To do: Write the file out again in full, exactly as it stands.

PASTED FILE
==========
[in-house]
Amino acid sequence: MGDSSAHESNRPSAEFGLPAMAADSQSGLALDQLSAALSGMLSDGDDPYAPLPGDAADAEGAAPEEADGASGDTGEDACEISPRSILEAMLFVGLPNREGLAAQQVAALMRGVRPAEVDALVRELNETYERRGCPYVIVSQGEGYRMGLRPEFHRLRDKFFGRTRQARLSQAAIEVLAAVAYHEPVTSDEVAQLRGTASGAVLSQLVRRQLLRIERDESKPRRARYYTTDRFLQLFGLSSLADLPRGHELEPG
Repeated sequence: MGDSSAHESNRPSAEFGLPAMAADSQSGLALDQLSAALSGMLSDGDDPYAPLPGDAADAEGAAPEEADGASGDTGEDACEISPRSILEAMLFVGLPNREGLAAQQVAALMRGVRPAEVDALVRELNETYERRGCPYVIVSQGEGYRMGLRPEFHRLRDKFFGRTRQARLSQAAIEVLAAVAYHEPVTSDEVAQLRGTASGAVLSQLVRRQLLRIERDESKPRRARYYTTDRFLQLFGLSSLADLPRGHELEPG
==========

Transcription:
[in-house]
Amino acid sequence: MGDSSAHESNRPSAEFGLPAMAADSQSGLALDQLSAALSGMLSDGDDPYAPLPGDAADAEGAAPEEADGASGDTGEDACEISPRSILEAMLFVGLPNREGLAAQQVAALMRGVRPAEVDALVRELNETYERRGCPYVIVSQGEGYRMGLRPEFHRLRDKFFGRTRQARLSQAAIEVLAAVAYHEPVTSDEVAQLRGTASGAVLSQLVRRQLLRIERDESKPRRARYYTTDRFLQLFGLSSLADLPRGHELEPG
Repeated sequence: MGDSSAHESNRPSAEFGLPAMAADSQSGLALDQLSAALSGMLSDGDDPYAPLPGDAADAEGAAPEEADGASGDTGEDACEISPRSILEAMLFVGLPNREGLAAQQVAALMRGVRPAEVDALVRELNETYERRGCPYVIVSQGEGYRMGLRPEFHRLRDKFFGRTRQARLSQAAIEVLAAVAYHEPVTSDEVAQLRGTASGAVLSQLVRRQLLRIERDESKPRRARYYTTDRFLQLFGLSSLADLPRGHELEPG